Prince Henry of Prussia (1781–1846)

Prince Henry of Prussia; portrait by Franz Ludwig Catel

Frederick Henry Charles of Prussia (Friedrich Heinrich Karl von Preußen; 30 December 1781, Berlin - 12 July 1846, Rome) was a Prussian prince and army officer.


Prince Henry of Prussia

Henry was a son of Frederick William II of Prussia (1744-1797) by his second wife Frederika Louisa (1751-1805), daughter of Louis IX, Landgrave of Hesse-Darmstadt. Henry entered the army on 5 September 1795 as a fähnrich in the Life Company of the 1st Guards Battalion. He also served as an oberst during the 1806-07 campaign against Napoleon - at Auerstadt he was loaned a horse by Gerhard von Scharnhorst after Henry's horse was killed under him. In 1807 he was made commander of the "von Schöning" Infantry Regiment. In the 1813 campaign he was on the headquarters staff of the Russian general Peter Wittgenstein. On 31 Mary 1815 he was promoted to General of Infantry.

From 1800 until the dissolution of the Bailiwick of Brandenburg in 1811, Henry served as co-adjutor of Prince Augustus Ferdinand of Prussia, the Bailiwick's last Lord Master.[1] On its dissolution, Henry's brother Frederick William III of Prussia set up the Royal Prussian Order of Saint John with Augustus as its Grand Master. In 1813 Henry replaced Augustus as Grand Master. Under Henry the new Order set up a hospital in Jüterbog and a 'Deaconess Institute' (Diakonissenanstalt) in Bucharest. He was also a knight of the Order of the Black Eagle, the Iron Cross, the Order of St. Andrew, the Order of St. Alexander Nevsky and the Order of St. George 3rd degree and Knight Grand Cross of the Order of St. Vladimir.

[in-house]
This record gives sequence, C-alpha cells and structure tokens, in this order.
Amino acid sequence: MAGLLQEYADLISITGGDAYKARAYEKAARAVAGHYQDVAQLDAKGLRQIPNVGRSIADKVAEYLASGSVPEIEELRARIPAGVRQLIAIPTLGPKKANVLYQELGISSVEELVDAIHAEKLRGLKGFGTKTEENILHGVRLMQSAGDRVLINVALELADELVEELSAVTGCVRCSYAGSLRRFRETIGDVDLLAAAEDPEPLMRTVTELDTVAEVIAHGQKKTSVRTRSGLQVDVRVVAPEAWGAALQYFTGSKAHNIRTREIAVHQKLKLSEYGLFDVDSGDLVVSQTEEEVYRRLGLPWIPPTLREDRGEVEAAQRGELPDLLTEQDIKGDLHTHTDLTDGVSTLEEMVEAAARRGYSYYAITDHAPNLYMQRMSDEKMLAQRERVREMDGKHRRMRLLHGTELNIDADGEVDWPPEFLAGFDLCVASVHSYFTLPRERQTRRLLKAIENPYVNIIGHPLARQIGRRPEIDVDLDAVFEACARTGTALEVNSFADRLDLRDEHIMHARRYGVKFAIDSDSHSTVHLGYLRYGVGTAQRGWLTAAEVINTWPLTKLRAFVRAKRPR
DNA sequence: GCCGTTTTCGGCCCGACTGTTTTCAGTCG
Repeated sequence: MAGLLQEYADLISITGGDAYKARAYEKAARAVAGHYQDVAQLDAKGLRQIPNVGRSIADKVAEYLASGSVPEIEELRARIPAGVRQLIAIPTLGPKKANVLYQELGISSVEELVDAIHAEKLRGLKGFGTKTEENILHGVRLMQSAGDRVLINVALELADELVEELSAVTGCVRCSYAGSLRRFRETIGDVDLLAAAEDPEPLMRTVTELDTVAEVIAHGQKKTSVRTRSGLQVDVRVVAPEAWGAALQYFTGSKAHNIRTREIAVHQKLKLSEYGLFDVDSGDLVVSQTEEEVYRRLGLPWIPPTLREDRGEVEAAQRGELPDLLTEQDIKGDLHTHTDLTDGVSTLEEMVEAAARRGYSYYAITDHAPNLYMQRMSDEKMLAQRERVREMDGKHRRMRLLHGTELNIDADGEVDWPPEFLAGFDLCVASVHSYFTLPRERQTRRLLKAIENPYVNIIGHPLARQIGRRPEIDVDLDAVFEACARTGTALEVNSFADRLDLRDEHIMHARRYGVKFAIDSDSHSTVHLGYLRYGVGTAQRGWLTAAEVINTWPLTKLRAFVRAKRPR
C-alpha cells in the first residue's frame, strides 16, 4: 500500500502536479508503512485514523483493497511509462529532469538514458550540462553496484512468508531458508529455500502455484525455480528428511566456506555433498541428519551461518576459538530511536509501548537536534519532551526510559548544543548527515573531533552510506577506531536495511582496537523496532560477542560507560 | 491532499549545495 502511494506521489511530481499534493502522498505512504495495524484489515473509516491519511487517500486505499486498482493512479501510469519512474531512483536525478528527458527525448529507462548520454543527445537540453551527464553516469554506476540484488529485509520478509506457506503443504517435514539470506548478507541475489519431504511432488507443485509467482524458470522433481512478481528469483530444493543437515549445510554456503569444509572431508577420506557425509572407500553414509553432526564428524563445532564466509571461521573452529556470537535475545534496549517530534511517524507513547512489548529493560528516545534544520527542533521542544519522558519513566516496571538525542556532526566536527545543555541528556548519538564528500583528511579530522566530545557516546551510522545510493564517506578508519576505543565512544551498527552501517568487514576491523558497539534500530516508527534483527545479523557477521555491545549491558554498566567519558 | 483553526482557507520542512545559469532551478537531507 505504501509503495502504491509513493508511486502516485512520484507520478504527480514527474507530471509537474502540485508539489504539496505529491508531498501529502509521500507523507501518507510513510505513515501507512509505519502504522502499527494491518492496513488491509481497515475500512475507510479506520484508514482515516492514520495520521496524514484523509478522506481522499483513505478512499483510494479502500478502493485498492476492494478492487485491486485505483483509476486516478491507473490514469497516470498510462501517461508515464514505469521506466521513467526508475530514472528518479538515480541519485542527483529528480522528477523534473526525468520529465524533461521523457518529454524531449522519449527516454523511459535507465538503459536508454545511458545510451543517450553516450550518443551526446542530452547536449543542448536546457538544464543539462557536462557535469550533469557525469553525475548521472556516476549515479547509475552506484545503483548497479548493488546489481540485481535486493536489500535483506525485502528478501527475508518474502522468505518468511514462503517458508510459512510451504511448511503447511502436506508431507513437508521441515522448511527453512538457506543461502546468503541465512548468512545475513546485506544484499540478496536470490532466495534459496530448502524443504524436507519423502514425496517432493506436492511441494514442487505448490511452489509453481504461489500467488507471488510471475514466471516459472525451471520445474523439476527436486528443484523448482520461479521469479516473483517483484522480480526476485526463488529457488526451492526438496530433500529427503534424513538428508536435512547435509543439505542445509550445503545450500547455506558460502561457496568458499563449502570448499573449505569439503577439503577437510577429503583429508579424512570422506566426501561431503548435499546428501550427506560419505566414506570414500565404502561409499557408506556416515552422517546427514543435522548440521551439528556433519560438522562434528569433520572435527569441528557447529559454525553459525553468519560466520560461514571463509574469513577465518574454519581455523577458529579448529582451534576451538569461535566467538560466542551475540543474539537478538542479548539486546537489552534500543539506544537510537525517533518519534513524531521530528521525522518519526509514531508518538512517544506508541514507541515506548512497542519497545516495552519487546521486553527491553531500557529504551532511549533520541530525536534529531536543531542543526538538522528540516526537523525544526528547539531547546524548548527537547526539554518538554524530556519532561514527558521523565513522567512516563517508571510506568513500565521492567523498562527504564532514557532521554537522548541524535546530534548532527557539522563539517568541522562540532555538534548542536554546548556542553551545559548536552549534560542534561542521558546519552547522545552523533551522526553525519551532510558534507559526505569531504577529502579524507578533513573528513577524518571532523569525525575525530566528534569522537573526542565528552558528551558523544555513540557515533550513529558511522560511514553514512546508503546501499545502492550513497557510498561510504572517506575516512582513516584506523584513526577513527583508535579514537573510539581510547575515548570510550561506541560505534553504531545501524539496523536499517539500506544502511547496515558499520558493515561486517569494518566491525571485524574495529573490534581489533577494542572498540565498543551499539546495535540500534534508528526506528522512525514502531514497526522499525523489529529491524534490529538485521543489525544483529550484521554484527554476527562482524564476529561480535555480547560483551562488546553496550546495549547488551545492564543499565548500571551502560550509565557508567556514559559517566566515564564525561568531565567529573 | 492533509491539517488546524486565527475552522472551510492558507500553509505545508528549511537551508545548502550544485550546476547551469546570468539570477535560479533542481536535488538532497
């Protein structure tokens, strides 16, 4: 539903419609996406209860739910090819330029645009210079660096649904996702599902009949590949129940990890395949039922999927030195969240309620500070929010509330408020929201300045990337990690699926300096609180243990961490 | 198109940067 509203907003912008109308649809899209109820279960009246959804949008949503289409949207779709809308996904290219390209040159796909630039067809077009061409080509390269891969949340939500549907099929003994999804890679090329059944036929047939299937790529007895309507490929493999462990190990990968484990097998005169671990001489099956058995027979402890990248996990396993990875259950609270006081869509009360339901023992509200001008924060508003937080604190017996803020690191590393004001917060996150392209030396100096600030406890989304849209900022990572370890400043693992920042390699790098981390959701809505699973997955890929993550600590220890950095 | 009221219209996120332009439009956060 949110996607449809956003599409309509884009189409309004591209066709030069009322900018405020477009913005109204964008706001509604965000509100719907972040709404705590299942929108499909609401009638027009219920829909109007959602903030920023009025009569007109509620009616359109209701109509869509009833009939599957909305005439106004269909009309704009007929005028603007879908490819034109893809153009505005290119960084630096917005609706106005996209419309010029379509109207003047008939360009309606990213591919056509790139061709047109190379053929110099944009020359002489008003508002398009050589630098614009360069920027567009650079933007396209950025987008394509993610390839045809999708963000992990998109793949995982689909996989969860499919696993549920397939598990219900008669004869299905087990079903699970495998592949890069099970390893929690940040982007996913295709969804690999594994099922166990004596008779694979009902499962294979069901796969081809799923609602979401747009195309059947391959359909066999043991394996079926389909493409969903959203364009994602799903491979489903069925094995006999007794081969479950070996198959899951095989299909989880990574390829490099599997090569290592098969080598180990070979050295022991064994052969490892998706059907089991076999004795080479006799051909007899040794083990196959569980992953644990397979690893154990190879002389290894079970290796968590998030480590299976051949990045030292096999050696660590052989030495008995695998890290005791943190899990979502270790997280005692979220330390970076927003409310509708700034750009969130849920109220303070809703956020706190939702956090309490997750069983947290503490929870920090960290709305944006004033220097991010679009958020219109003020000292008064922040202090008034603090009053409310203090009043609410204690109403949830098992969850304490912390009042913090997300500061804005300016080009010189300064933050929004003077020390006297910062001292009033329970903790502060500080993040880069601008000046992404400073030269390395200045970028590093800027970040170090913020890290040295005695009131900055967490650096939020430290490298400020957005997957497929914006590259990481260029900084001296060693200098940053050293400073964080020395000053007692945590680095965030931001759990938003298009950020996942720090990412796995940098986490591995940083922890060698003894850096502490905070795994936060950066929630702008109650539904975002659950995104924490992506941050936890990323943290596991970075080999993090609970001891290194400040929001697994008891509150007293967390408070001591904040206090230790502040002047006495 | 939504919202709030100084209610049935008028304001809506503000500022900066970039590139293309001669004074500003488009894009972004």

On 12 August 1817 Henry visited the USS Washington during her time as the US flagship in the Mediterranean. In 1819 he was one of the godparents of Prince George of Cumberland, grandson of George III of the United Kingdom at his christening in Berlin. Later in 1819 Henry moved to Rome, only gaining permission to go from Frederick William III after Henry (always in poor health) fainted at a soirée. He spent his last twenty years bedridden, with major general Friedrich Wilhelm von Lepel (1774-1840) and from 1845 Helmuth von Moltke as his adjutant.

He is buried in the Berliner Dom. The Heinrichplatz in Berlin-Kreuzberg is named after him.[2]



  1. C. C. C. Gretschel, Friedrich Bülau: Geschichte des Sächsischen Volkes und Staates. Band 3, Reinhold Beyer, 1853, S. 410.
  2. Heinrichplatz. In: Straßennamenlexikon des Luisenstädtischen Bildungsvereins (on Kaupert)
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